With the growing nights of late August we can now begin the wait for the first northern lights appear in the sky over Lofoten. I often write that the autumn is a quite overlooked time of year for northern lights watching – many people having the false assumption that it is only a winter activity. But for camping below a sky of dancing green, September and October are the best months in my opinion with mostly mild temperatures and the mountains usually free of snow. Kinda the best of both worlds between summer and winter.

But like waiting for the return of the sun in January, you never quite know when that first faint bit of green will appear above the glowing horizon during the white night period of late summer – early autumn. But after around the 20th of August, if the sky is clear, it’s worth going out. These nights are wonderfully atmospheric anyhow, so even with no aurora, they are the best for camping – just dark long enough to make it worth carrying the tent all the way up the mountain.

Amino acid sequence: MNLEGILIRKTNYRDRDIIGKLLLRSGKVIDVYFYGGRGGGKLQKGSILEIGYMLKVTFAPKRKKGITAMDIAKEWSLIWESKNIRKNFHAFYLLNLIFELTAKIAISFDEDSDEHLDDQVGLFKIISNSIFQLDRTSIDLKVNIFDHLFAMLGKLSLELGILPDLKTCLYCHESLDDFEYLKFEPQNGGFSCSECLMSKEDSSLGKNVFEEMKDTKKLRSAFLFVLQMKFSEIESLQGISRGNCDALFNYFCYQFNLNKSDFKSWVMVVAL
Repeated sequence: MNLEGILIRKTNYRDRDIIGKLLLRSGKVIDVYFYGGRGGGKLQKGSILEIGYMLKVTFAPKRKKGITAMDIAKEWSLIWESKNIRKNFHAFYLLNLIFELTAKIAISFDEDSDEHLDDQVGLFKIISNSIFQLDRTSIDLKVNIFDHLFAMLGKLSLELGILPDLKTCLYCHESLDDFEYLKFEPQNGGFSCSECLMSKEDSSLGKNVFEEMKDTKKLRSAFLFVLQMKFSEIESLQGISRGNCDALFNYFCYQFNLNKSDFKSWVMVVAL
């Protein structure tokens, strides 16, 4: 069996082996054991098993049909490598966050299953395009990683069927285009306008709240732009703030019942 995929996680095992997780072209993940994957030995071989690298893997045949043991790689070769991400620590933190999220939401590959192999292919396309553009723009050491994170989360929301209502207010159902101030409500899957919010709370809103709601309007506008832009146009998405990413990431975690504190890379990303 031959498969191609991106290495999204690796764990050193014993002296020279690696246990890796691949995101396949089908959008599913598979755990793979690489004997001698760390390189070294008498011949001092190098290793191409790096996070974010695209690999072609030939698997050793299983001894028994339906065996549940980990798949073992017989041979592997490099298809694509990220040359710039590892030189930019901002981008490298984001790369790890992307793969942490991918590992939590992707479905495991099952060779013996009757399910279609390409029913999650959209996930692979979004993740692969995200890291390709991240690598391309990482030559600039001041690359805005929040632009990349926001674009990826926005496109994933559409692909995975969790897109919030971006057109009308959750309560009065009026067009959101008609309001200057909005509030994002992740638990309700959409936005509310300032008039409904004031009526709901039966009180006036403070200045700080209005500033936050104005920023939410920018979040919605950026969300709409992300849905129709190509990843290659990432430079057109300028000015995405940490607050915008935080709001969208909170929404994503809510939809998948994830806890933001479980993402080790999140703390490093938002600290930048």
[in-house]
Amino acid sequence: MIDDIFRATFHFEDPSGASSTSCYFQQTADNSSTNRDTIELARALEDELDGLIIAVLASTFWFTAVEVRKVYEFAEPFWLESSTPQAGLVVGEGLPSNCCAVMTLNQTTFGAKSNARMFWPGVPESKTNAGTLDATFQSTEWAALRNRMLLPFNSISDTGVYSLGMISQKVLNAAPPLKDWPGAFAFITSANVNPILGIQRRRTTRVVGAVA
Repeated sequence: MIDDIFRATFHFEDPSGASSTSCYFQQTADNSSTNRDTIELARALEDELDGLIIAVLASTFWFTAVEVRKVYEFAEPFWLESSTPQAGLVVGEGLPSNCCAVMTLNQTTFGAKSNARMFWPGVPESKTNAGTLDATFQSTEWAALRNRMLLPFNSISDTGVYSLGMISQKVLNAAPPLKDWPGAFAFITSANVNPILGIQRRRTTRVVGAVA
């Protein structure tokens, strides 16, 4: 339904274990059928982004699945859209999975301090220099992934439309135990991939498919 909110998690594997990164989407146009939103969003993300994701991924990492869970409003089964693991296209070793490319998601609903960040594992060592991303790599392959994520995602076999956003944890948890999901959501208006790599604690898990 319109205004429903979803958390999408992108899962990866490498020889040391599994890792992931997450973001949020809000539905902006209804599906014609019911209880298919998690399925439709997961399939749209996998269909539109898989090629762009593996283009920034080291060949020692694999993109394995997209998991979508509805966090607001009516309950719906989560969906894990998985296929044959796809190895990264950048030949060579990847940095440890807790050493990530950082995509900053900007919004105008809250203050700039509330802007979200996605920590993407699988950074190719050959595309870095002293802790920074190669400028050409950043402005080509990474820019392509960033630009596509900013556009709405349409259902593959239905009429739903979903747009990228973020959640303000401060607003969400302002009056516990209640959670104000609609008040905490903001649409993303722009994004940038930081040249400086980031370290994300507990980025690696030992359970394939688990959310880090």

So hopefully we have a good season this year. Last year was a little on the rainy side, but so far this summer has been good this year, so lets hope it continues. And as I’m guiding my last tour of the summer right now and had to write these words last weekend – Summer Twilight – I may have already seen the first aurora. Fingers crossed!

Camera Info:
Nikon D800
Nikon 14-24mm f/2.8
14mm
ISO 1000
f 3.2
6 seconds
WB Daylight